What the Heck? Dept of Interior has Rookie IT People or What?
By: Denise Simon | Founders Code
Is this a joke? Those computers had/have malware installed that was never detected even after that major OPM hack that forced the mainframes to communicate with Russia…..yes RUSSIA. So, here comes that Inspector General audit report. We are bleeding data, even classified data….So we have tech companies and social media operations that are not protecting or safeguarding our data, now for sure we have a government that can’t do it either…..
There was a hearing though…..ahem.
In part from the audit report: This memorandum transmits the findings of our evaluation of the U.S . Department of the Interior’ s incident response program. We found that the Office of the Chief Information Officer had not fully implemented the capabilities recommended by National Institute for Standards and Technology (NIST) in its incident detection and response program. We make 23 recommendations to help the Department improve its incident response program , so it can promptly detect and full y contain cyber threats to maintain the availability, confidentiality, and integrity of Department and bureau computer systems and data.
In response to our draft report, the Department concurred with all recommendations and provided target dates and officials responsible for implementation. We consider all 23 recommendations resolved but not implemented. We will forward the recommendations to the Office of Policy, Management and Budget for tracking and implementation. We understand that some of these recommendations may require significant investment in cyber security infrastructure as well as the recruitment of additional staff, but the intended timeframe to implement these recommendations remains a concern. Five recommendations will not be addressed for more than 5 years, and four recommendations will not be addressed for more than 3 years. In the interim, the Department should consider additional temporary or partial solutions.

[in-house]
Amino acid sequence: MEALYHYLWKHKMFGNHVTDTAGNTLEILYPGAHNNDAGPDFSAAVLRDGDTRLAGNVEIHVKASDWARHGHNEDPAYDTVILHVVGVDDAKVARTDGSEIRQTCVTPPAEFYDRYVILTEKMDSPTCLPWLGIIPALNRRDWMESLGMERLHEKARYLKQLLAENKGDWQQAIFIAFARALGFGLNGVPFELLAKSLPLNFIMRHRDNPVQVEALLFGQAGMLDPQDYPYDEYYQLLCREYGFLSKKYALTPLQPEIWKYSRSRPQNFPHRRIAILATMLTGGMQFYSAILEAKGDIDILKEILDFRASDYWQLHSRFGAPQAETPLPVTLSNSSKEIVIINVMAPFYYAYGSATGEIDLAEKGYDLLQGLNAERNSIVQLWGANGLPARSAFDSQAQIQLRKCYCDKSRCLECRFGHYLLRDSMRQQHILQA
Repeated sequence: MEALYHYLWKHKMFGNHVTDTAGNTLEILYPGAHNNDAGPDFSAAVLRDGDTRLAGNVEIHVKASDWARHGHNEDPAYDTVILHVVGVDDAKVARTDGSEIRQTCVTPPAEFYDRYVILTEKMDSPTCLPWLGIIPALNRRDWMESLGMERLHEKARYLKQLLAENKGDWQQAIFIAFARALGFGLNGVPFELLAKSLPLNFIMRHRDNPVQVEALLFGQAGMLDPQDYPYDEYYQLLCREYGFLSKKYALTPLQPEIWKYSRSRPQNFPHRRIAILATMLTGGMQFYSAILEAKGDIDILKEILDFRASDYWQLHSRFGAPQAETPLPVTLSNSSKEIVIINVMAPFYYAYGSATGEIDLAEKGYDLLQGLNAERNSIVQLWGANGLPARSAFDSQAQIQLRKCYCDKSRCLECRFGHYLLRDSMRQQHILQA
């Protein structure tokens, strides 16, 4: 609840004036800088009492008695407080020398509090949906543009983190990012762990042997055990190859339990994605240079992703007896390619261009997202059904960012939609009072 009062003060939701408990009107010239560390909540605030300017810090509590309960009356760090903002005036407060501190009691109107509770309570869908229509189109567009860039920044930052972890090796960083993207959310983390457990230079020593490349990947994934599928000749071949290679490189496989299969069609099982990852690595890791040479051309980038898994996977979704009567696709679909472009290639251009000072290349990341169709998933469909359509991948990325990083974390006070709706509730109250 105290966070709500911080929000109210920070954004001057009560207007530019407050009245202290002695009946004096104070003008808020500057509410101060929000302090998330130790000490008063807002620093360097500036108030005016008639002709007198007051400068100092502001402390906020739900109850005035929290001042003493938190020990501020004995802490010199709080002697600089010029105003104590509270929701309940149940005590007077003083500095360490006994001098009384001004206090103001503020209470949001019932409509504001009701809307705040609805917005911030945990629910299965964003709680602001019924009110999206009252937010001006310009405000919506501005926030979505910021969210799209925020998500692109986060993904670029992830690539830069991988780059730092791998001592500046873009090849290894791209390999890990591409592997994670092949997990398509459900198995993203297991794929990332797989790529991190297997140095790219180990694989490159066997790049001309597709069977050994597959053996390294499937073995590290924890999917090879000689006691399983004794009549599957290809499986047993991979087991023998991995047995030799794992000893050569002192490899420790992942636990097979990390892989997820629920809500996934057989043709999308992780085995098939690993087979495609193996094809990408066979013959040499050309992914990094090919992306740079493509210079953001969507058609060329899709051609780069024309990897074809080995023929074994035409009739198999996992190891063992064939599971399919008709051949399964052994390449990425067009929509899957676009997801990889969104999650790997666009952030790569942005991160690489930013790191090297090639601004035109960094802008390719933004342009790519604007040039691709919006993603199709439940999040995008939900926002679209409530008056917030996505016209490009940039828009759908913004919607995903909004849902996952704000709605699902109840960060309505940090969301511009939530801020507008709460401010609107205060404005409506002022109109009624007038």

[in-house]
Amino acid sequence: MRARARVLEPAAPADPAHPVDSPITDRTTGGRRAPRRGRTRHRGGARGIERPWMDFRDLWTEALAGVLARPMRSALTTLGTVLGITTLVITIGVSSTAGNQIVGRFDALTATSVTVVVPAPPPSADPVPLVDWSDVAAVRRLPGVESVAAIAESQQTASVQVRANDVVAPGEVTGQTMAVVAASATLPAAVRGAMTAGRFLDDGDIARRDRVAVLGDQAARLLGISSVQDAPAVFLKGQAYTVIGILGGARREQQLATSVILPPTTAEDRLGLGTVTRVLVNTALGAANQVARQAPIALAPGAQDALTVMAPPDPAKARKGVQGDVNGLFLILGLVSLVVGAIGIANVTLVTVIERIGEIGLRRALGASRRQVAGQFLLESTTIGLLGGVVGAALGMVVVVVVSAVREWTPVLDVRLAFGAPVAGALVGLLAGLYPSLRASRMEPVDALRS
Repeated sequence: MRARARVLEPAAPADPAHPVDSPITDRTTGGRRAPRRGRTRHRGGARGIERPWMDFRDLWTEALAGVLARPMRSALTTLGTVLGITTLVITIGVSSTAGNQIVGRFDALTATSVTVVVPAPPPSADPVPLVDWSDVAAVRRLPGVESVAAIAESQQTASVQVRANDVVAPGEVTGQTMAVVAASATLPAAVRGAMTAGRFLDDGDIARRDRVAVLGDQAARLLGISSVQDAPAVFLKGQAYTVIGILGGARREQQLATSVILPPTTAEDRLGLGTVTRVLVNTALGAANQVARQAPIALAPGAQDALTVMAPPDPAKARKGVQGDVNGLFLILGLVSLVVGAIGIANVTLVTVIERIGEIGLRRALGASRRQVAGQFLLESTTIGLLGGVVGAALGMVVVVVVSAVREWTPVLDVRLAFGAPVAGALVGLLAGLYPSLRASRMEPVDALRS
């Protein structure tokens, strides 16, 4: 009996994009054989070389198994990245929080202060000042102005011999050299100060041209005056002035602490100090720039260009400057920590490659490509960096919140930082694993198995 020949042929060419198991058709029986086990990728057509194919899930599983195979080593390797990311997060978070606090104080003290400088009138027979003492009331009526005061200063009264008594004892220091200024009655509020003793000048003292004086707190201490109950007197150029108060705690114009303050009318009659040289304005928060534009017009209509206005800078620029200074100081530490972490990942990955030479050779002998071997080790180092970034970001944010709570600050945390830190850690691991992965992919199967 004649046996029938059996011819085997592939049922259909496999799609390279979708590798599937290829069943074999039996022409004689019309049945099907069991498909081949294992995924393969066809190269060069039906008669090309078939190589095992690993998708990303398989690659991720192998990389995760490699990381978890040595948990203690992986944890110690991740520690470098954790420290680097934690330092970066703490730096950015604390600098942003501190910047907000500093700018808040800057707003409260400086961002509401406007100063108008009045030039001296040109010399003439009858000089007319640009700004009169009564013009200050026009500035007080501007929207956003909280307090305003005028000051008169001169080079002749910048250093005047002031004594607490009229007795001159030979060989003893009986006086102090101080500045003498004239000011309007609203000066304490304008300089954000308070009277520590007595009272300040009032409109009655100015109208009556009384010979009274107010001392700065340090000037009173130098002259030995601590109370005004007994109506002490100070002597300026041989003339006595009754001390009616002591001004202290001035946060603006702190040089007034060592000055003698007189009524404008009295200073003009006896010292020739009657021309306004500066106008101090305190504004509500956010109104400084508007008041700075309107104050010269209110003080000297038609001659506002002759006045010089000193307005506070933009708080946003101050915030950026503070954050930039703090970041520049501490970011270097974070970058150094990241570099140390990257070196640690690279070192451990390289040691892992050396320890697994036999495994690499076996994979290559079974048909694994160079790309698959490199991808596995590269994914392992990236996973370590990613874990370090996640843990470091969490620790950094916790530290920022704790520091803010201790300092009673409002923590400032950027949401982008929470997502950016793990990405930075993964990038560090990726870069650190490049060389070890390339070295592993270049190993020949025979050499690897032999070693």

Specifically, we found that the Department:
• Was not fully prepared to respond to incidents.
• Did not promptly detect or fully analyze security incidents.
• Did not fully contain or completely eradicate active cyber threats.
• Did not continuously improve its incident response capabilities by learning from prior incidents.
You can find the full report/audit here.
Three years after Chinese hackers stole security clearance files and other sensitive personal information of some 22 million U.S. federal employees, cyber-defenses at the Department of Interior, which hosted White House Office of Personnel Management (OPM) servers targeted in the theft, were still unable to detect “some of the most basic threats” inside Interior’s computer networks — including malware actively trying to make contact with Russia.
In a 16-month examination of Interior’s ability to detect and respond to cyber-threats, evaluators from the department’s Office of Inspector General (OIG) also discovered that Interior’s technicians simply did not implement a sweeping array of mandatory, government-wide defensive measures ordered up after the disastrous OPM hack, didn’t investigate blocked intrusion attempts, and left “multiple” compromised computers on their network “for months at a time,” according to a redacted OIG report issued in March.
Ultra-sensitive security clearance files have since been moved to the Defense Department, but, among other things, the OIG report noted that:
● Sensitive data at Interior could be taken out of the department’s networks “without detection.”
● Network logs showed that a computer at the U.S. Geological Survey, an Interior bureau, was regularly trying to communicate with computers in Russia. The messages were blocked, but “the USGS facilities staff did not analyze the alerts.”
● Dangerous or inappropriate behavior by network users — including the downloading of pornography and watching pirated videos on Russian and Ukrainian websites — was not investigated.
● Computers discovered to be infected with malware were scrubbed as soon as possible and put back into use—meaning little or no effort went into examining the scope and nature of any such threats to the broader network. This happened, the OIG team noted, with one intruder they discovered themselves.
● Simulated intrusions or ransomware attacks created by the examiners were carried out with increasing blatancy without a response—in the case of ransomware, for nearly a month
● After the devastating OPM hack, which was discovered in April 2015, the department didn’t even publish a lessons-learned plan for its staffers based on the disaster. The OIG inspectors reported that Interior started to draft an “incident response plan” that month to deal with future intrusions, but “did not publish it until August 2017”— two months after the OIG team had finished their lengthy fieldwork.
● Distressingly, the report also notes that the department’s cybersecurity operations team was not privy to a list of Interior’s so-called “high-value IT assets” prepared by the Chief Information Officer, “due to its sensitive nature.” More here.